What I wish I could have told my younger self—and other birthday ramblings

The day has come– I’m turning 54 and I know it’s cliche to say it, but I sure don’t feel like 54 is supposed to feel. Though how do I know what 54 is supposed to feel like? Growing up 54 was close to your grandparent’s age, edging up on social security. Gosh at 55 I’ll be able to get free coffee at certain restaurants and 10% discounts on other retail stuff. I think at fifty-four I should feel accomplished. I think I should feel comfortable in my life, perhaps at ease with all the decisions I’ve made. No doubt I should have a regret or two and maybe aches and pains and pills on the nightstand. Thoughts should be toward retirement, travel, and life insurance policies.

I laugh sometimes at the sheer craziness of being in my fifties. The other day my husband and I traveled to Madison Wisconsin to start my birthday week with a nice meal and some light shopping. We visited a beautiful neighborhood in Madison that I could definitely see us retiring in. A couple of times I pointed toward people I thought were interesting and suddenly I thought–OMG, those people are my age. One was having a hard time with their walker and so my husband stepped up and lent quick assistance and all was well. Another person was having a hard time with an elevator and so we stepped up and held the elevator door open until she could wheel into the elevator. We are often handy like that having both worked, side by side, in a nursing home. It didn’t hit me at the time, but seconds later I said out loud “I’m the new old” and my husband nodded. Which of course to me meant that the people I was helping were in my age range. Either one of them could have been me. Now I know 54 isn’t that old, but consider this–out of all the people I’ve known in my life—friends, boyfriends, co-workers, and acquaintances, over 1/2 of them have passed away. My childhood/teen/young adult friend passed away over a decade ago, and several friends of mine who were younger than me have passed away, along with many co-workers I’ve had over the years. I’ve lost three “best friends” over the past thirty years. All gone way too soon. There isn’t a year that goes by that I don’t wonder what any one of them would look like or how their life would look had they been given more time on this earth.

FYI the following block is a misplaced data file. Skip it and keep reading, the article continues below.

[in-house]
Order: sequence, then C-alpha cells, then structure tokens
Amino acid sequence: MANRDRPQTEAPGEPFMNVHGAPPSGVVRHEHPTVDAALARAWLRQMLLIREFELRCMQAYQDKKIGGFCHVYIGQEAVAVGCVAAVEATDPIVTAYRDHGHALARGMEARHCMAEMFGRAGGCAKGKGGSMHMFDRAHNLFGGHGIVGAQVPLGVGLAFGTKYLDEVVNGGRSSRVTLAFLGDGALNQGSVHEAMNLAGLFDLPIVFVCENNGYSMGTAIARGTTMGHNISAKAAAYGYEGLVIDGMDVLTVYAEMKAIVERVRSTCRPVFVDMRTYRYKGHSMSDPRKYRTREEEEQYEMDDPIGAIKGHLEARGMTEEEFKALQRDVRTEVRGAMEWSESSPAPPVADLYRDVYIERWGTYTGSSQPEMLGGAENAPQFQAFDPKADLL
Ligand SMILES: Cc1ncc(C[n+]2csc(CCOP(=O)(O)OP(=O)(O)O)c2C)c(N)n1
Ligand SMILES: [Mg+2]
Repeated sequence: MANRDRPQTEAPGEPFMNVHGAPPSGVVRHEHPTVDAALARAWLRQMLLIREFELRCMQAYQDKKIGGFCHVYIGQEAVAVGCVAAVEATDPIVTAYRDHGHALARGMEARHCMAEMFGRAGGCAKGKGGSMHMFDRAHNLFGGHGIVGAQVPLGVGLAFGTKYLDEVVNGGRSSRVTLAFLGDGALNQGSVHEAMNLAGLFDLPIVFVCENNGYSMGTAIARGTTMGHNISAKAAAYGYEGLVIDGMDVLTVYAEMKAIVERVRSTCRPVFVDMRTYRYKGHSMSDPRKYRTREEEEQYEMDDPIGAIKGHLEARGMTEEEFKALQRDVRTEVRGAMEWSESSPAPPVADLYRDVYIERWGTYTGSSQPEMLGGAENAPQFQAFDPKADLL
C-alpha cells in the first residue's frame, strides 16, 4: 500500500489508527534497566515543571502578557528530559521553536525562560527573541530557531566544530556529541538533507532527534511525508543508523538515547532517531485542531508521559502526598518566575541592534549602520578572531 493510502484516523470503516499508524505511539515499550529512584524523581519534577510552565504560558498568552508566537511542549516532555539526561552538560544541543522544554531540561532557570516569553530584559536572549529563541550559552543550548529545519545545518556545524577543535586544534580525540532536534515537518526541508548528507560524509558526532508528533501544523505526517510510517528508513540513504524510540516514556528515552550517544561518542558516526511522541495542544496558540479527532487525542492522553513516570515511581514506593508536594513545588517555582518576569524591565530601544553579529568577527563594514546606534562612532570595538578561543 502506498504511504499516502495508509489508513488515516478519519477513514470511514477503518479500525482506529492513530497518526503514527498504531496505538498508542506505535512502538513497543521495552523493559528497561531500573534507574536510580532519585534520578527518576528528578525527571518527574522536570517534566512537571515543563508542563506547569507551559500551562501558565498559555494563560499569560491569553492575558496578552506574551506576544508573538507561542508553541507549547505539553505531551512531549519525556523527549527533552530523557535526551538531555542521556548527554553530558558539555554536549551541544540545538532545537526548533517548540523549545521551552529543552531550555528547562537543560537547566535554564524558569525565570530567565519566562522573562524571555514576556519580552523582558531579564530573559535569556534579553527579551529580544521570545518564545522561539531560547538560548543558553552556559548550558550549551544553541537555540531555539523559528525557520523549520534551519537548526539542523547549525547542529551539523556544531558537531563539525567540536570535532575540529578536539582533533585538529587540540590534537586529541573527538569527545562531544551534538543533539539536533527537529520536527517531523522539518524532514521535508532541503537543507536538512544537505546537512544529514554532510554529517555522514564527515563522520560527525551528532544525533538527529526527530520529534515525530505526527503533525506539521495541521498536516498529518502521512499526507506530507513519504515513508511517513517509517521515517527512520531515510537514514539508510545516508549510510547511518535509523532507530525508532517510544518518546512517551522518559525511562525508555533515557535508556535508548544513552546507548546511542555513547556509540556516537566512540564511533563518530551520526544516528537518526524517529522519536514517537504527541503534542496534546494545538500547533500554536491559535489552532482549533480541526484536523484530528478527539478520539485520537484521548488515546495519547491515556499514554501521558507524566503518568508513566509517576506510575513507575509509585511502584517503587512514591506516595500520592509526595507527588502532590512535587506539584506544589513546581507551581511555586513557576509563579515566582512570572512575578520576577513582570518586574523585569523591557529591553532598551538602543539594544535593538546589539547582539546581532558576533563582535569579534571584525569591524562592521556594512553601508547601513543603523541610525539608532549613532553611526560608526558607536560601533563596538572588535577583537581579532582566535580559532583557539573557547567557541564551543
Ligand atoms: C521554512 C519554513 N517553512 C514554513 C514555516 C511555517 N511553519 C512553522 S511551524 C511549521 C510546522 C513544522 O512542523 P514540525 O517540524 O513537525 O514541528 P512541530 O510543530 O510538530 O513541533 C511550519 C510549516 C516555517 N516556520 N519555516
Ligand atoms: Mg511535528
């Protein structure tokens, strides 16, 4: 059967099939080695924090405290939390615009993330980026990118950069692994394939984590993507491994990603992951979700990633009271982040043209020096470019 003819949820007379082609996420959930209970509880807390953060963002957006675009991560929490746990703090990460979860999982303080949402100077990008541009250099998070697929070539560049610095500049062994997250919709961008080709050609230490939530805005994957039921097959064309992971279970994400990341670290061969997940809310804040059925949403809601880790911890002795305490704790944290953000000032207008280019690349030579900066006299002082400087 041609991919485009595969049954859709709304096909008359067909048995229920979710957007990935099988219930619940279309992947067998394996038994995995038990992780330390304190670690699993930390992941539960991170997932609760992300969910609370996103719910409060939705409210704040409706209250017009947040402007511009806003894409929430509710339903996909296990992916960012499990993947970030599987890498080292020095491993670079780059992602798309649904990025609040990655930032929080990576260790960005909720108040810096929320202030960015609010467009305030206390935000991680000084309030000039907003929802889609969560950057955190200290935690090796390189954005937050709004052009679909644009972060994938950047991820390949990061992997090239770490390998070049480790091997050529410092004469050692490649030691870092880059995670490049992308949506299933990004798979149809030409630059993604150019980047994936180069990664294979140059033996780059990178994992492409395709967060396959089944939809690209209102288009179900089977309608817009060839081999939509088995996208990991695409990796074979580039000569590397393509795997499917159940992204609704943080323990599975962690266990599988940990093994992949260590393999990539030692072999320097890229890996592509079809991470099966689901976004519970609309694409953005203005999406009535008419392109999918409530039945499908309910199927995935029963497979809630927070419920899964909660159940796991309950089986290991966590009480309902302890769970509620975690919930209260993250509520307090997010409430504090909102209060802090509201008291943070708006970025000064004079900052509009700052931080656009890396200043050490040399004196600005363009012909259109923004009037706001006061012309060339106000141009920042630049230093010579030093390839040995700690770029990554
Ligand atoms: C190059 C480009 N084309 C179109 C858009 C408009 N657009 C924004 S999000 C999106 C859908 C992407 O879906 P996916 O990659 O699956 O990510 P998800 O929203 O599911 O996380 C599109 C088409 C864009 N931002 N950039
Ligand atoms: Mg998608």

So, what would I have told my younger self if I could? Here’s what I would have told her– stop worrying because in one week or one month everything is going to change again. Listen when someone tells you everything will look better in the morning because, perhaps it’s magic, but it does. Don’t give all of yourself to people who are just in your life for a minute–when they walk away seemingly without a care they leave a great big void in your heart and soul. If it doesn’t feel right don’t do it. Respond don’t react and don’t let emotions control important decisions. Use your head not your heart sometimes. Don’t believe for one-minute material possessions can fill a void. Unconditional love fills you up not things you buy or think you need.  Be frugal. Moderation in all things no matter what things we’re talking about. Stay away from people who don’t want the best for you. Stay away from people who hold grudges, or don’t appreciate you, or judge you without knowing you.  Accept you will be rejected by people simply to be rejected but it’s not the end of the world. Be yourself and when people walk away from you because of who you really are–consider that a blessing because you wouldn’t want people in your life who don’t want to be a part of the real you anyway, right? Take better care of yourself and try as hard as you can to see a future for yourself. Don’t give up. Don’t stop trying. Believe in yourself even when no one else does. Take risks. Travel everywhere you can afford to travel. Choose jobs or a career that makes you happy and that you enjoy doing every day. Thrive vs. survive.  Surround yourself with good people and walk away from bad.  Don’t leave the door open even a slight crack for toxic people to crawl back into your life. Sometimes you have to walk away from someone in your life in order to protect them from the truth. Learn how to say no. Learn when to walk away. Learn when to stay.